• 83 Metascore
    • 90 Jeannette Catsoulis
    Unfolding in real time, this immediately involving story bends and turns in surprising, sometimes horrifying ways. Enriched by Oskar Skriver’s marvelous sound editing, which takes us from a speeding van to a bloodcurdling crime scene with equal authenticity, the movie smoothly blends police procedural with character study.
    • 67 Metascore
    • 60 Jeannette Catsoulis
    This isn’t a wisecracking, tongue-in-cheek picture: Green wants us to believe in his Bogeyman, and Curtis is his ace card. Leaving no room for winks or giggles, she makes Laurie’s long-festering terror the glue that holds the movie together.
    • 76 Metascore
    • 90 Jeannette Catsoulis
    Fluidly capturing the trajectory of a ruinous obsession, the writer and director, Sara Colangelo, skillfully fudges the line between mentoring and manipulation, and between nurturing talent and appropriating it. Suffusing each scene with an insinuating, prickly tension, she remains ruthlessly committed to her screw-tightening tone, offering the viewer no comforting moral escape hatch.
    • 91 Metascore
    • 90 Jeannette Catsoulis
    Reports of excessively punitive training of female gymnasts surface with some regularity, so in that sense Over the Limit is not unexpected. But the Polish director Marta Prus, brilliantly constructing a very particular look at a sport in which the arch of an eyebrow is as important as that of a spine, remains coolly impassive.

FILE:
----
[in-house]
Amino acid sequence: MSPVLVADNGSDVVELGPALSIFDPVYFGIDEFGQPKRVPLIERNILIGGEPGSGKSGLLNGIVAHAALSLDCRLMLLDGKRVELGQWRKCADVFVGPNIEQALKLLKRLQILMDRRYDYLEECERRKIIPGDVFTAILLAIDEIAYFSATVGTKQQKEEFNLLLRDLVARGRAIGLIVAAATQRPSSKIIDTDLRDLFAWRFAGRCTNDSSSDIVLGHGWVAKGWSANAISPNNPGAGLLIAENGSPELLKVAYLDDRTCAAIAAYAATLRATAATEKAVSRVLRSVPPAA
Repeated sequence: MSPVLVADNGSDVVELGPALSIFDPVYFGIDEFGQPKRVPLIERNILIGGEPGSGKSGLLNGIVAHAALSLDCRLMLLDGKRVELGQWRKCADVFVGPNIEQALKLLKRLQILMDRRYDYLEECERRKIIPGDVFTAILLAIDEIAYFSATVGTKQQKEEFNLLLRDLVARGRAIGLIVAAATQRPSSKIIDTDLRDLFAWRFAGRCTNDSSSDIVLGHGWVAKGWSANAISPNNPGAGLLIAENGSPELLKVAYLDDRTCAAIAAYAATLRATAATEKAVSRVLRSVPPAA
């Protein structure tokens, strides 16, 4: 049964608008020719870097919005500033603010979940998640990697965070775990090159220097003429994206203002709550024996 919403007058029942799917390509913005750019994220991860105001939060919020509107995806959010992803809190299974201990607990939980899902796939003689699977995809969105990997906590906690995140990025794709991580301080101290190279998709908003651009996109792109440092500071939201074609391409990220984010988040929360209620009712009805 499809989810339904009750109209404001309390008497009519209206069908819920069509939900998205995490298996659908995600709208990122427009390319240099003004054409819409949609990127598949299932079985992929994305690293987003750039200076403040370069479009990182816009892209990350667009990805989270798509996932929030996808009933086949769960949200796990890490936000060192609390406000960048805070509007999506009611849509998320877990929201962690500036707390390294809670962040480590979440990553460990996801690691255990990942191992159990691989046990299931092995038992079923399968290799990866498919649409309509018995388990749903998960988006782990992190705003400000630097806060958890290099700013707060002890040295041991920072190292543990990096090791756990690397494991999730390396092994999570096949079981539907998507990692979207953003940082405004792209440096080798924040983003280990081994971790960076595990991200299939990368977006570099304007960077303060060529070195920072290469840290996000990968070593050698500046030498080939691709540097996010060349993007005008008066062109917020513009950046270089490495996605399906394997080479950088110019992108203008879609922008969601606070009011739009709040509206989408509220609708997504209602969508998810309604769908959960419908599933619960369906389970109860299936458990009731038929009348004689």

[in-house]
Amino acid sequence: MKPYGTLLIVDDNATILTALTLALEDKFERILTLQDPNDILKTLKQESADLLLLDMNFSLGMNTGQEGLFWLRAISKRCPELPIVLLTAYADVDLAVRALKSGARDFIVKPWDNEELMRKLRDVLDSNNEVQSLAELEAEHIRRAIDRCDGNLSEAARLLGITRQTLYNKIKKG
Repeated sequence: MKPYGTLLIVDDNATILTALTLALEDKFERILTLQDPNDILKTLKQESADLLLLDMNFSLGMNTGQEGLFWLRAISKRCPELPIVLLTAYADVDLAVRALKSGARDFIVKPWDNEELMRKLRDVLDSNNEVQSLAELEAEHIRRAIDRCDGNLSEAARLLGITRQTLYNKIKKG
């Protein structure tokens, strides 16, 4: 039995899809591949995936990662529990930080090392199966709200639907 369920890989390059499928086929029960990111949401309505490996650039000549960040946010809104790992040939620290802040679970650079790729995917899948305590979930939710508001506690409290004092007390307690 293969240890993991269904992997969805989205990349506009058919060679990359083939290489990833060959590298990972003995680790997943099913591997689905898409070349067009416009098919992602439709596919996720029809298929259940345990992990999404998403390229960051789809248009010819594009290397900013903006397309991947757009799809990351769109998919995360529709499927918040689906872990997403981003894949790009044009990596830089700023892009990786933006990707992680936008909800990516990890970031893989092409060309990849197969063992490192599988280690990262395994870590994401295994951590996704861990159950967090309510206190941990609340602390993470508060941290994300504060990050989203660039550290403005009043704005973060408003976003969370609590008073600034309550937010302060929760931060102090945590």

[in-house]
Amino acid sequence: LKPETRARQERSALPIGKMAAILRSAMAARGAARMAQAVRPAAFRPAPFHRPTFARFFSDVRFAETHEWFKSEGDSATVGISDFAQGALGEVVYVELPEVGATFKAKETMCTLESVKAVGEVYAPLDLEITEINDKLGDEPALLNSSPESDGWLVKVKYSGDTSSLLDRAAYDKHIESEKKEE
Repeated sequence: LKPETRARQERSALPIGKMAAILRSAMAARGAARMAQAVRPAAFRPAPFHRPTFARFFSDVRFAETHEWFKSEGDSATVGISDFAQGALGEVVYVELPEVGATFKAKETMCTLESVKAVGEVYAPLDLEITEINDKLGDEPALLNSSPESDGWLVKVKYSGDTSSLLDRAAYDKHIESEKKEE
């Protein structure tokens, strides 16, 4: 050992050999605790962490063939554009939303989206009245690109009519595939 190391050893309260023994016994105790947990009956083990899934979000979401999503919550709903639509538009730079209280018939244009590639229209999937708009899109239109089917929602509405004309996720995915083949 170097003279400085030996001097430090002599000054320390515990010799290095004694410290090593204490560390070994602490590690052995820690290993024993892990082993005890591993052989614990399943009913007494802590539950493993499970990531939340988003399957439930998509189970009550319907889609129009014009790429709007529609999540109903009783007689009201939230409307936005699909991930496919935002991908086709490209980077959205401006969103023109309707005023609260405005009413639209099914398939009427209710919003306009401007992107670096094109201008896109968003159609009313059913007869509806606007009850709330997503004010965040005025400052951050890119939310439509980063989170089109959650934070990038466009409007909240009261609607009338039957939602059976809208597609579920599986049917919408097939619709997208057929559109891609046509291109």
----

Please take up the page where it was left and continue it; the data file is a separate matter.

• 64 Metascore
    • 50 Jeannette Catsoulis
    Suffused with a sentimentality that Wilde himself would have deplored, The Happy Prince is narratively mushy and meandering. Yet, beneath the prosthetics, there’s genuine pathos in Mr. Everett’s portrayal of a man bitterly aware that his talents are unreliable armor against the perceived sin of his homosexuality.
    • tbd Metascore
    • 80 Jeannette Catsoulis
    While most movies of this type simply peter out, “Instructions” maintains such an unswerving commitment to its dark purpose that its final, gorgeously tenebrous images will leave you wobbly for days.
    • 60 Metascore
    • 50 Jeannette Catsoulis
    Trouble makes a whole lot of noise without saying very much. The direction is wooden and the cinematography dull, leaving the solid cast (including Julia Stiles as a daffy clerk and Jim Parrack as her knuckle-dragging boyfriend) to shoulder the weight.
    • 25 Metascore
    • 30 Jeannette Catsoulis
    A bit of low-budget Nordic nonsense that only makes you appreciate the visual finesse and rowdy discipline of the History channel’s “Vikings.”
    • 67 Metascore
    • 70 Jeannette Catsoulis